Saturday, April 18, 2009

Well this is interesting...

The Obama administration is again delaying implementation of a rule that would require government contractors to verify the immigration status of their employees. Contractors won’t have to use the Homeland Security Department’s E-Verify system until June 30, according to a Federal Register notice published Friday.

The really interesting part is there were only six results when I searched Google News for "Obama e-verify", and they were publications dealing solely in government or HR news (I learned about it from an e-mail from NumbersUSA). Either the MSM hasn't picked it up--note it was released on a Friday, for maximum disinterest--or no one thinks it's worth reporting. I'll check back tomorrow.
Plaintiffs in the court case, which includes the U.S. Chamber of Commerce, argue the rule violates the law by requiring government contractors to use a system that is voluntary for other employers.
Haven't we already seen this with TARP? If you want that sweet gubbament money, you gotta dance for it. Granted, these businesses are provided actual products or services for their money, but I'm sure they make custom arrangements to please customers every day.
Plaintiffs also claim the rule is too vague and will force contractors to verify all employees to avoid potential suspension and debarment, which would be a financial hardship.
I'm not sure where they pulled that from, as the law says very plainly that only new hires after the date--now June 30--should be verified. Sneak 'em in now, boys. Businesses shouldn't have to enforce the laws, the laws should be enforced at the border and by police at all levels--but I don't believe this is a real motivation.

Quasi-related, here's a sob story from a mainstream newspaper about a citizen "forced" to seek welfare after her illegally-resident Haitian husband was deported, 16 years after entry. I'm having a hard time mustering up sympathy--she had a choice whether or not she married and had babies with this specific man, she chose to not work while knowing her husband could be deported, etc.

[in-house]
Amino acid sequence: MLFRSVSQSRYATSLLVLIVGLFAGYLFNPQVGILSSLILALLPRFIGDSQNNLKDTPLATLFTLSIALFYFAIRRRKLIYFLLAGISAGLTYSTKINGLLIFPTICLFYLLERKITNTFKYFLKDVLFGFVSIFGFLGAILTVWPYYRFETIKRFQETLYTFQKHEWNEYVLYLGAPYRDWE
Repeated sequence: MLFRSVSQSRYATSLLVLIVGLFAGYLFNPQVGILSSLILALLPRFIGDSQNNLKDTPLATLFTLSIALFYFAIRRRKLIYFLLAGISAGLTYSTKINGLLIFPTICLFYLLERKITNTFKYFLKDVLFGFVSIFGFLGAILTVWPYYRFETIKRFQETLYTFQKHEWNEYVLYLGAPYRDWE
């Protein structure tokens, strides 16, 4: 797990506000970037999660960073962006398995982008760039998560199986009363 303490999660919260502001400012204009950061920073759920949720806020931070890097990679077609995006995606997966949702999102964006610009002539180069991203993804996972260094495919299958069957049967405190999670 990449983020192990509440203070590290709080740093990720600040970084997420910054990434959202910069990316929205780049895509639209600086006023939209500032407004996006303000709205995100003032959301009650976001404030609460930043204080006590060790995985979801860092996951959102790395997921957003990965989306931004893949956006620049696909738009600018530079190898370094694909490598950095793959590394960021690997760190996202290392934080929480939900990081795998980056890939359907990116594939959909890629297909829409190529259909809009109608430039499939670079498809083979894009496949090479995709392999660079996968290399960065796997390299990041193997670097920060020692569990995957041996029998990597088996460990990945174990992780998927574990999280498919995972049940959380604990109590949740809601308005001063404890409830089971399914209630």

OTOH, I want to know when he "applied for asylum" because if it's taking 16 years to decide asylum cases, that's too long. Since the guy left Haiti, Clinton deposed Aristide, then he came back, then he was permanently exiled, then his friend was elected...the outcome could have been different at any point. I suspect he only applied after an earlier investigation into his status.
"Deportation is no different than any law enforcement action,'' said Steven Camarota, director of research at the Center for Immigration Studies. "If people are not self-sufficient as a consequence of a spouse breaking the law, that's not a good reason not to enforce the law.''
(I was going to imagine what our cities would be like if it was, but they're mostly not married...nevermind.)

And finally--Ace writes up this sort of phenomenon as "government program works as designed, media outraged":
Recently, the mother of two [a different mother] went to Family Central to get state assistance for child care. She was denied, she said, because the agency determined she earns too much as a medical assistant.
Yeah, damn shame you can't take advantage of a program designed for people less able to help themselves than you are. She then goes on to bitch about student loans and credit card debt. I can be sympathetic about the loans to a point--Did she take out extra to buy a cool laptop? Did she go to the local community college or a swank private school? Did she really need the degree for her job? If the loans are through the feds, did she ask for a hardship deferment?--but credit cards? That's all on you, honey. You used the items or enjoyed the meals or whatever with the understanding that you'd be expected to pay for them at some point...and now you want other people to pay for your childcare so you can make those payments? Grow up.

Further, note the article doesn't mention any men who can't function after their wives are deported. It would be interesting to know why this is--could they find none? Does the public not feel the same sympathy for men who make dumb choices?

(Full disclosure: I racked up five figures of CC debt traveling and buying stuff when I was in grad school, then spent the next five years being broke and trapped and bored to tears while every spare penny went to paying it off. So I understand how CC debt is crippling, but I also understand it's a choice people make. And my student loans were about the size of a house downpayment--but again, that was my stupid choice. You'll notice I don't complain about repayment, only about the ways government wants to manipulate the housing market and the economy, and tax my wages, ensuring I'll never be able in the future to save up a down payment or find a monthly repayment I can afford on my one--when I have a job, I'm seriously exploring fields that can't be offshored--income. Sigh.)

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